The University of Alabama at Birmingham has received a five-year, $31.7 million award for its Adolescent Medicine Trials Network for HIV/AIDS Interventions (ATN), formed in 2001 to respond to the HIV epidemic in youth.
Worldwide, an estimated 1.2 million new HIV infections occur annually among people ages 15-24, almost half of all new infections; worse, ATN reports that as many as 60 to 80 percent are unaware they are infected. In the United States, a third of all new infections occur among those ages 13-29.
“We continually work to develop interventions that will affect the youth HIV epidemic, particularly among ethnic minority groups,” says Craig Wilson, M.D, principal investigator and professor in the UAB School of Public Health. This is the third five-year project period for ATN, which serves the largest number of ethnic minority youth and has access to populations not served by any other networks or programs.
“We have established active, community-based coalitions with a primary prevention focus in 15 cities, and we now are expanding into five new cities,” Wilson says.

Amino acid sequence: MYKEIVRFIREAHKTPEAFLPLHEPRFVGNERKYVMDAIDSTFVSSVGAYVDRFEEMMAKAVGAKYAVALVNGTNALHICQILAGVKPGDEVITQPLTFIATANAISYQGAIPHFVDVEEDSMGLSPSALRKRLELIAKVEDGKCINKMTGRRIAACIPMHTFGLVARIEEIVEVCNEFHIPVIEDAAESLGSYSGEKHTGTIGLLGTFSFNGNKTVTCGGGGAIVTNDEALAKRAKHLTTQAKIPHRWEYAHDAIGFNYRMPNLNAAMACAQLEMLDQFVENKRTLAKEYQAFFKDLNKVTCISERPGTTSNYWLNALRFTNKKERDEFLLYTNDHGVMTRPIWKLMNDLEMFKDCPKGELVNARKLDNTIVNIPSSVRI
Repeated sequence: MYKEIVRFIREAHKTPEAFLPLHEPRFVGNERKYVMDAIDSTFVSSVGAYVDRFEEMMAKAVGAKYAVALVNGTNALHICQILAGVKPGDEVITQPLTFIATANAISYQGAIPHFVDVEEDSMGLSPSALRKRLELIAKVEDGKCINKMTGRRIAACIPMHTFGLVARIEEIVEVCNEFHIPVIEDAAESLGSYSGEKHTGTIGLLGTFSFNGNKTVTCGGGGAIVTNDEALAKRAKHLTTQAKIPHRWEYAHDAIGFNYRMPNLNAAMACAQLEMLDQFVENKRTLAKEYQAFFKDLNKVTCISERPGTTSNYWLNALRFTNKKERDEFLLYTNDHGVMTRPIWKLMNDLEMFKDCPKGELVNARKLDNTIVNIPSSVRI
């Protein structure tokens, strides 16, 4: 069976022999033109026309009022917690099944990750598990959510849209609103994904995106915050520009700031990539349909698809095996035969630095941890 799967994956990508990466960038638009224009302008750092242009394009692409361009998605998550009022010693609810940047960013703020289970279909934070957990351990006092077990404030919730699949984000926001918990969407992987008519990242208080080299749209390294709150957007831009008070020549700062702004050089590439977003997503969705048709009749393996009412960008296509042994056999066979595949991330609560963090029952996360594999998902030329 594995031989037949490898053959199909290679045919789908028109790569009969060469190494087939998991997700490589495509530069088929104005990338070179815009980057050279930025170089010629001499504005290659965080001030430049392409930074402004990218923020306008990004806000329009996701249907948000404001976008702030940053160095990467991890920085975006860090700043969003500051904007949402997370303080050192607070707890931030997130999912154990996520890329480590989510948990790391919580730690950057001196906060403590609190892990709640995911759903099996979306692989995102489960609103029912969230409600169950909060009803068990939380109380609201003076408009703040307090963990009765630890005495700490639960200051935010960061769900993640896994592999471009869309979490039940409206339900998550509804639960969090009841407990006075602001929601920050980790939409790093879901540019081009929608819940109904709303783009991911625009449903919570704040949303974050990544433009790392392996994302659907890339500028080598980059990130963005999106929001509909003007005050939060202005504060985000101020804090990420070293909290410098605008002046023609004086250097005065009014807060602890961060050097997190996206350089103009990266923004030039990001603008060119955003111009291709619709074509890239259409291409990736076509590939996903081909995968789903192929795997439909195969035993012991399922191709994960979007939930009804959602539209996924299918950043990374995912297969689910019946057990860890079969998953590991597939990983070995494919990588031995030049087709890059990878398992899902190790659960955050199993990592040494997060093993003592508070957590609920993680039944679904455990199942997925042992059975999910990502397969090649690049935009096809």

The renewal funding will be directed to expanding ATN’s community-based backbone. The grant from the Eunice Kennedy Shriver National Institute of Child Health and Human Development is supplemented by the National Institute on Drug Abuse and the National Institute of Mental Health.
The more than $90 million awarded to UAB for its adolescent HIV work since 1994 has helped achieve numerous advances:
Developed programs that enable youth to adapt to a diagnosis and take responsibility for their long-term care
Completed preliminary studies for secondary prevention programs targeting ethnic minority youth
Partner with the Centers for Disease Control and Prevention and departments of public health in 15 cities to enhance HIV testing programs and evaluate linkage to care strategies
Established safety and usefulness of the human papillomavirus (HPV) vaccination in HIV-infected youth
Established an effective dose for the Hepatitis B (HBV) vaccination in HIV-infected youth
Completed studies to ensure available therapies are tested and correctly dosed for youth and also to be able to identify any unique toxicities in youth
“The ATN is prepared to test therapies for HIV prevention and help ensure FDA approval to use the products in youth comes as soon as possible,” Wilson says.